Certainly when I was eight, although like many another youngster, I had started to paint and draw before then, I knew I wanted to become a painter.



      J-C.P. Houthuesen 1911  Japanese Women with Lighted Lantern  29½  x 25 (75 x 63.5)                                            


My first drawings were all burnt but I have a fragment of the drawing I was making when this frightful thing happened to my father. It is a burnt fragment of a horse. To me, it seems very symbolic because that horse drawing was the one which my father, before this awful row, had praised in these last words, ‘He does it better than I do’. It is simply frightful to think that this encouragement was the sudden beginning of the sudden end.

I walked out of his room. There was a terrible feeling of tension. This situation where my mother felt that one more painter in the house was too much to bear because of the struggle which, by then, they were having. It was simply because I was the eldest that I saw what happened. The things I know and saw going on. I’m the only one who does remember. Charles was a baby of literally six weeks old. Mama had him in her arms. I remember her. Can you think of this terrible thing happening with a six week baby in her arms?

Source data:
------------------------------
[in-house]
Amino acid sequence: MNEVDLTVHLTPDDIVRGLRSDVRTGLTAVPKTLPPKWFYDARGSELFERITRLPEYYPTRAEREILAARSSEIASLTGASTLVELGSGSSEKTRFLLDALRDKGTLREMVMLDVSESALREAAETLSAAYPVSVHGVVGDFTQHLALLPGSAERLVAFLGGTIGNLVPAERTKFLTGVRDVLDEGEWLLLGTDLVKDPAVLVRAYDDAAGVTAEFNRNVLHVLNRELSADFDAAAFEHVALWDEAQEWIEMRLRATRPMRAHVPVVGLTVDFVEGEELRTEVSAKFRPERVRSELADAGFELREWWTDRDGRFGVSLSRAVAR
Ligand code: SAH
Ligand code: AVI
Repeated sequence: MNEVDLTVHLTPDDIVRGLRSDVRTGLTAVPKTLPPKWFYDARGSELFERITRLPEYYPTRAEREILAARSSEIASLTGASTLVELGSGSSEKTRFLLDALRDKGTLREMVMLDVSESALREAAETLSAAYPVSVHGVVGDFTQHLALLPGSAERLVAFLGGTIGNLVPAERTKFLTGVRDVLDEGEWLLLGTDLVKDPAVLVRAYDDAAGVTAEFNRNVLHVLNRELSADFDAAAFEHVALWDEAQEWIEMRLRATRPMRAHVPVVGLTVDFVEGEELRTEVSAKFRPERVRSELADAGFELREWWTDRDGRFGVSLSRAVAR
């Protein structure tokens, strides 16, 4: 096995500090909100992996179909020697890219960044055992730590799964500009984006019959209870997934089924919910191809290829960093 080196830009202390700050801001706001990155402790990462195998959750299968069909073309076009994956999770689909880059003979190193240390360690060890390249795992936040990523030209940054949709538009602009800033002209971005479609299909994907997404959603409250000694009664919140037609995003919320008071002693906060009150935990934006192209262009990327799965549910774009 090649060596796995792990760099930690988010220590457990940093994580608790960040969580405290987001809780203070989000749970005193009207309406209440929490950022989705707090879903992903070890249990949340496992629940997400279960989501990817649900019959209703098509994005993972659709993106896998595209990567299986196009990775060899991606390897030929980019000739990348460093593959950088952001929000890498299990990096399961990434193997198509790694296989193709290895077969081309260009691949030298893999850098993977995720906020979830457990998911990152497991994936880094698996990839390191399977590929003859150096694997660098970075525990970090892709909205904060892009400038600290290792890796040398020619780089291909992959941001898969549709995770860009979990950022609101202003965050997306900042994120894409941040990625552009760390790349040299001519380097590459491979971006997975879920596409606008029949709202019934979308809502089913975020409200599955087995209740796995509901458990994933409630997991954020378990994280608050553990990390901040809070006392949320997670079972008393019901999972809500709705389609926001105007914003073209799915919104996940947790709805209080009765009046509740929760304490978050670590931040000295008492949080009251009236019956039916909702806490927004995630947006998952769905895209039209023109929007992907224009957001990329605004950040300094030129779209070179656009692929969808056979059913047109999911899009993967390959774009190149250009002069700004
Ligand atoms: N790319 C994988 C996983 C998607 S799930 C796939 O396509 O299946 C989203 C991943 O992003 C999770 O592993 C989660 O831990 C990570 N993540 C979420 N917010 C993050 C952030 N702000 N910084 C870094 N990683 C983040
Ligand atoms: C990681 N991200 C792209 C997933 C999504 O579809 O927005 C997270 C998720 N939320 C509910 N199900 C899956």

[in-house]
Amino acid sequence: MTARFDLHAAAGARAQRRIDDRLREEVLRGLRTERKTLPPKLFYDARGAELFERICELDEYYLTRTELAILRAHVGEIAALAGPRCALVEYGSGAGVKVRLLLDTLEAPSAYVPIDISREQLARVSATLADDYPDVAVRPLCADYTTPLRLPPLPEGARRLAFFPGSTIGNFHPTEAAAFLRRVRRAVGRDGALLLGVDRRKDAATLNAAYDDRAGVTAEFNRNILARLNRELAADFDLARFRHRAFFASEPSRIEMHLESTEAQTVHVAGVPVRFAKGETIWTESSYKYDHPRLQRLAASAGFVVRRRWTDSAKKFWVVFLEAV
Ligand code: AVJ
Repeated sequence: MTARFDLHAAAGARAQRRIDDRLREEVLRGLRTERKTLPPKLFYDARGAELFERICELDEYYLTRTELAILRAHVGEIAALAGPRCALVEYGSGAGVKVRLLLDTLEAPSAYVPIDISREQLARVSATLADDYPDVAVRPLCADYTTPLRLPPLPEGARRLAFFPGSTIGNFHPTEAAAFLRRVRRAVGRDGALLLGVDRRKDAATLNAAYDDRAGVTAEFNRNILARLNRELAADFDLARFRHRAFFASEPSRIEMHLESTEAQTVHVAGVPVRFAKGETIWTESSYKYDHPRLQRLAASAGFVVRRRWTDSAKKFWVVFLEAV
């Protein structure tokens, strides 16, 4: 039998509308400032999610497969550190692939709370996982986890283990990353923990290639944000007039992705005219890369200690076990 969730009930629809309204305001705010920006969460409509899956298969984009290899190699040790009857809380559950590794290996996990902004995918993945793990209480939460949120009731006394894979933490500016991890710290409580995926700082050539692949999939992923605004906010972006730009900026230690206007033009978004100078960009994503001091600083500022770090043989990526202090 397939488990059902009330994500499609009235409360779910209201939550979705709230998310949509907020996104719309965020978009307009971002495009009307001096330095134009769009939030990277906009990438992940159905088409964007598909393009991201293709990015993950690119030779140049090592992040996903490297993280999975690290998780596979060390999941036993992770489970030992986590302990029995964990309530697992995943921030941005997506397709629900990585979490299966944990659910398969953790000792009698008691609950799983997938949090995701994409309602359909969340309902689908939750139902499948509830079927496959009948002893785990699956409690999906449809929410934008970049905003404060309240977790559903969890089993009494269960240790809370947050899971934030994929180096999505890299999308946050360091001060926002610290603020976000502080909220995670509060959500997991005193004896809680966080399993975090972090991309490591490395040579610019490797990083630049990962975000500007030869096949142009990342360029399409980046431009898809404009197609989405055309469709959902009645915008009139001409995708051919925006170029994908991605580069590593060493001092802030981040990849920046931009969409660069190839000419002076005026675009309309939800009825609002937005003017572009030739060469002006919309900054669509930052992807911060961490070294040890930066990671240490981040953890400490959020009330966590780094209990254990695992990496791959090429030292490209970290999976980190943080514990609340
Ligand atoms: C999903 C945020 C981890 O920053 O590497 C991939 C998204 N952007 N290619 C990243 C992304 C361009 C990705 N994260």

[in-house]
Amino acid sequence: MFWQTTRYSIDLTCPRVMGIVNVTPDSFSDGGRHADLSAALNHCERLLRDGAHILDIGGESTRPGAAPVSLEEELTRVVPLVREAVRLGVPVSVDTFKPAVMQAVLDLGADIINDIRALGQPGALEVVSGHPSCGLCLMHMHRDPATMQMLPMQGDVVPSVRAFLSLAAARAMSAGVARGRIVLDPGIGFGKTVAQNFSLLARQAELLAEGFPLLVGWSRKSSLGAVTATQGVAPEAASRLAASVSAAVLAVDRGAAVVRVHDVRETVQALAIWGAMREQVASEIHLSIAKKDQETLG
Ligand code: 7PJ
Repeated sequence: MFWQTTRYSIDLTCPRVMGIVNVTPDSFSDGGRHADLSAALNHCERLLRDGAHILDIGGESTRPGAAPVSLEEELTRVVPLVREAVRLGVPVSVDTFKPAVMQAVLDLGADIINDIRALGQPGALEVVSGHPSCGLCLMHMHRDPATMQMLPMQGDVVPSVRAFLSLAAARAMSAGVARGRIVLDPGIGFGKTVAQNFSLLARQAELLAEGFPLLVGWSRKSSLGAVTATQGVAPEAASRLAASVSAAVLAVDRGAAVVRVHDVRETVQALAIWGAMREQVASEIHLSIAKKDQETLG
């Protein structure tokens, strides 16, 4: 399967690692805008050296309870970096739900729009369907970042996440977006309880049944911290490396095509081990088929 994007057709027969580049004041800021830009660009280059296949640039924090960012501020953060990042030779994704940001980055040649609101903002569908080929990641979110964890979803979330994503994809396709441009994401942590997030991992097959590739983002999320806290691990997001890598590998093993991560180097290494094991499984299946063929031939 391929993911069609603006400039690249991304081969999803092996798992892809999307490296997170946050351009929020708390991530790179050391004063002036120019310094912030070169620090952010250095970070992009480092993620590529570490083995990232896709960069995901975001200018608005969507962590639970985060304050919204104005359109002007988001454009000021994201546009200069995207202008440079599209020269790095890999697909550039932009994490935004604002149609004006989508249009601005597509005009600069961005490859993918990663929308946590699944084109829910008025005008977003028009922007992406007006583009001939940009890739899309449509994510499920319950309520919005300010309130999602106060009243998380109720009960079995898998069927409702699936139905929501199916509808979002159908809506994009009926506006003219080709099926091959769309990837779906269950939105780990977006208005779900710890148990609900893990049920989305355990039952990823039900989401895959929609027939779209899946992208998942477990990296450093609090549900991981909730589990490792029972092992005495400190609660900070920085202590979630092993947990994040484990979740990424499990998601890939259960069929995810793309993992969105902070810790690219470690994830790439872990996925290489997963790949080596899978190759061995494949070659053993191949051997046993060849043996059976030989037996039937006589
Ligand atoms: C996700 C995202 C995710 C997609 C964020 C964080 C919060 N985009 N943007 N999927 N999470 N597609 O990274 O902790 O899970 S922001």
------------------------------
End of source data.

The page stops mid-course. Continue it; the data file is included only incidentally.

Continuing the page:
On my way out I heard agonized cries. I hurried back and saw my father stagger into the bedroom, clutching his head between his hands, roaring ‘My head, my head’. My demented mother followed him, her shoe in her hand. As he lay on the bed he handed her his purse……then my father beckoned to me to go to him and I couldn’t move and I couldn’t speak. Mama was standing at my left, rocking herself to and fro, absolutely demented and beside herself – the only time I’ve seen this is when I’ve looked at the telly and seen some primitive remote islander in a trance.